Dairy conversions of plantation forests threaten native species

5 November 2007

Land conversion to dairy farming could threaten some of New Zealand’s native plants and birds if it isn’t done carefully, says a biodiversity scientist.

Ensis senior scientist, Dr Eckehard Brockerhoff, has led a decade long biodiversity project looking at New Zealand’s plantation forests.

Ensis is the collaboration between New Zealand Crown Research Institute Scion and Australia’s CSIRO.

“The boom in the dairy industry and a temporary slowdown in forestry is leading to increasing land-use conversion from plantation forest to dairy. But what most people don’t realise is that plantation forests often provide an important home for our native biodiversity, even for some of our most precious and endangered species,” he says.

Dr Brockerhoff says that conservation in New Zealand traditionally focused on native forests in National Parks and other natural areas, which now remain primarily in the high country and in remote areas.

“But there is a world-wide trend of including production land in conservation strategies and towards sustainable management that is sympathetic to native biodiversity,” says Dr Brockerhoff.

“There is the perception that there isn’t much biodiversity of interest in plantation forests. But our research has found many native plants and animals – including rare and endangered ones – are thriving in plantation forests.

“There are 1.8 million hectares of plantation forest in New Zealand, but already 100,000 to 200,000 hectares have been or are about to be converted – mainly to dairy farming. If this isn’t done in a careful way, we could potentially increase the threat to some of our rare species,” he says.

Native species living in plantation forests around the country include 36 native orchid species, birds such as native robin (or toutouwai), kakapo, kiwi, kokako, an endangered ground beetle, and hundreds of other insects, plants and fungi.

“For many of these forest species – such as the endangered ground beetle, several orchids and the robin – plantation forests seem to be as suitable as native habitats. It’s just a coincidence that introduced trees provide the perfect habitat, but in any case, such forest species cannot survive in pure pasture or grassland.”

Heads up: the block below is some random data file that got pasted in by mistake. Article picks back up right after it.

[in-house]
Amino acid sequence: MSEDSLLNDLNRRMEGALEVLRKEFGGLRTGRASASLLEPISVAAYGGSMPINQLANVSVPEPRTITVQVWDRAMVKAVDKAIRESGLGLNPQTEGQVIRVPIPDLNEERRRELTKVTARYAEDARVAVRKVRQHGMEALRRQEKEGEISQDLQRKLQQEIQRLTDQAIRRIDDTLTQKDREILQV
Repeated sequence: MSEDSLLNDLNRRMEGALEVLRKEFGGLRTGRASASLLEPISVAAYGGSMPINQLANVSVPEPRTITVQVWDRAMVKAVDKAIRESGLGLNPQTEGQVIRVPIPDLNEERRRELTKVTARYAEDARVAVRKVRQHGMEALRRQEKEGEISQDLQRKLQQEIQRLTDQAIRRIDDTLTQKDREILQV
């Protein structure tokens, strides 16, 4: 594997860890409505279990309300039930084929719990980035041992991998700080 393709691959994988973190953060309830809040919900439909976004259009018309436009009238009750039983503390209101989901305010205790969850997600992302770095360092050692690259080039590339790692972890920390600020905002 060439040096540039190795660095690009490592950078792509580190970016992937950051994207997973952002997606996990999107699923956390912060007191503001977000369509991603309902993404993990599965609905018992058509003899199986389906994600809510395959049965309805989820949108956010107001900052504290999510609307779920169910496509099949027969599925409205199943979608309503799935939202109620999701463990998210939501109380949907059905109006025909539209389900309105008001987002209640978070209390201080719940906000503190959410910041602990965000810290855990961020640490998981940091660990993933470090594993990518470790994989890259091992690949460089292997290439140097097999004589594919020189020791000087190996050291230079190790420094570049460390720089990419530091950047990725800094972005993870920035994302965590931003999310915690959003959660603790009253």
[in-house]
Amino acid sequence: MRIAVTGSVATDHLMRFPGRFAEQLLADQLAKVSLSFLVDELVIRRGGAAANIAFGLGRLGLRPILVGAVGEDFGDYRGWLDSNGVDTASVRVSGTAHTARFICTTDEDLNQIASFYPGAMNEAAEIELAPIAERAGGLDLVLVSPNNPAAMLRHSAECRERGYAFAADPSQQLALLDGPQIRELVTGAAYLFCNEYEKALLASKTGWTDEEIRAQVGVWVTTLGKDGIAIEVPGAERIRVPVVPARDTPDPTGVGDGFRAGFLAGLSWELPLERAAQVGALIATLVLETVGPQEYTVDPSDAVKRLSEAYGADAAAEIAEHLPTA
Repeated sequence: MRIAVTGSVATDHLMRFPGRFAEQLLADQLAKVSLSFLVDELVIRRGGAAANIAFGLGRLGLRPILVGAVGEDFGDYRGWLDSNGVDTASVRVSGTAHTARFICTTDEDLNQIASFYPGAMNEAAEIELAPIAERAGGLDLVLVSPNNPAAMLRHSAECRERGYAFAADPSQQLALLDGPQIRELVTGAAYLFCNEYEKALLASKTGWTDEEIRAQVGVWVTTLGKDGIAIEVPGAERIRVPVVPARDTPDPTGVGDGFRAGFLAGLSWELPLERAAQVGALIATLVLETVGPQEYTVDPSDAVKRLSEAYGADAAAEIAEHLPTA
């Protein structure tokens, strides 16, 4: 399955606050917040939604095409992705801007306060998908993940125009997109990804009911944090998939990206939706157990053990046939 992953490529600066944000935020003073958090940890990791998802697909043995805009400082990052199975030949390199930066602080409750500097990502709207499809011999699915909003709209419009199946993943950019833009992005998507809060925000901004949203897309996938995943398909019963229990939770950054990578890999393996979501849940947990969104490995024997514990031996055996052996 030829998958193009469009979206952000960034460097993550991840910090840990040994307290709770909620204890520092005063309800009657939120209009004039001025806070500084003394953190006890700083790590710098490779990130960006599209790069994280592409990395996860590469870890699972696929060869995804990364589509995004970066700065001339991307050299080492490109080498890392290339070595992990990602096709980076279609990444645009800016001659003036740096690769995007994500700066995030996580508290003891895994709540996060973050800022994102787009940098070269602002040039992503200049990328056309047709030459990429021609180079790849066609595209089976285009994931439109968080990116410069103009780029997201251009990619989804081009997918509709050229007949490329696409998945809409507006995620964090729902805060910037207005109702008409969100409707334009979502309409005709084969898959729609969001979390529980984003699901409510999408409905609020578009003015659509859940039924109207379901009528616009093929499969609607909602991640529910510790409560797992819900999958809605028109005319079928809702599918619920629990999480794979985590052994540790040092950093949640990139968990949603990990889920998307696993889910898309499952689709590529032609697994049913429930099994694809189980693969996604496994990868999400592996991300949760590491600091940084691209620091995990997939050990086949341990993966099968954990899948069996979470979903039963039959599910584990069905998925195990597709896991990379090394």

Dr Brockerhoff says irrigation and an improved understanding of fertiliser requirements mean that land which was once unsuitable for dairy, and therefore used for plantation forestry, can now be converted to farming.

“Dairy conversions of plantation forests should not be done without providing at least some forest habitat to ensure that populations of forest species are not entirely wiped out. This could be done by either keeping some areas in plantation forests or by restoring native forest areas, for example, along riparian areas, to ensure that the homes of native species aren’t entirely lost. Ideally, surveys for rare and endangered species should be done before such conversions go ahead. This is something that has to be done now, before it’s too late,” he says.

“For example, the Canterbury Plains and the central North Island are areas where dairy conversions are becoming common place. If Eyrewell Forest was to be converted entirely to pasture, that would effectively remove the only remaining habitat of a critically endangered ground beetle that occurs only in this part of the Canterbury Plains, and it is only found in plantation forest. Similar situations apply to several birds in forests in the North Island that are territorial and have nowhere else to go to,” he says.

“Apparently there is nothing that can be done to stop landowners converting plantation land to dairy, because plantation forests are not protected.”

Dr Brockerhoff and his team began researching biodiversity in plantation forests in 1998.

“Our work started because of the international demand for plantation forests to be managed sustainably, and until then there was not much information about the effects on biodiversity of plantation forestry in New Zealand. This coincided with the release of the Government’s Biodiversity Strategy, which supports similar aims.

”Until recently there was a perception In New Zealand that there was little concern about biodiversity in pine forests because they were thought to be poor habitat for native species.”

“But over the past decade we’ve found the plantation forests are actually rich in biodiversity and can provide important forest habitat in regions where little native forest remains. It is unfortunate that some of this habitat is now being lost to a land use that is less suitable for supporting our natural heritage.”

The research has been funded by Scion and the New Zealand Government through the Foundation for Research, Science and Technology.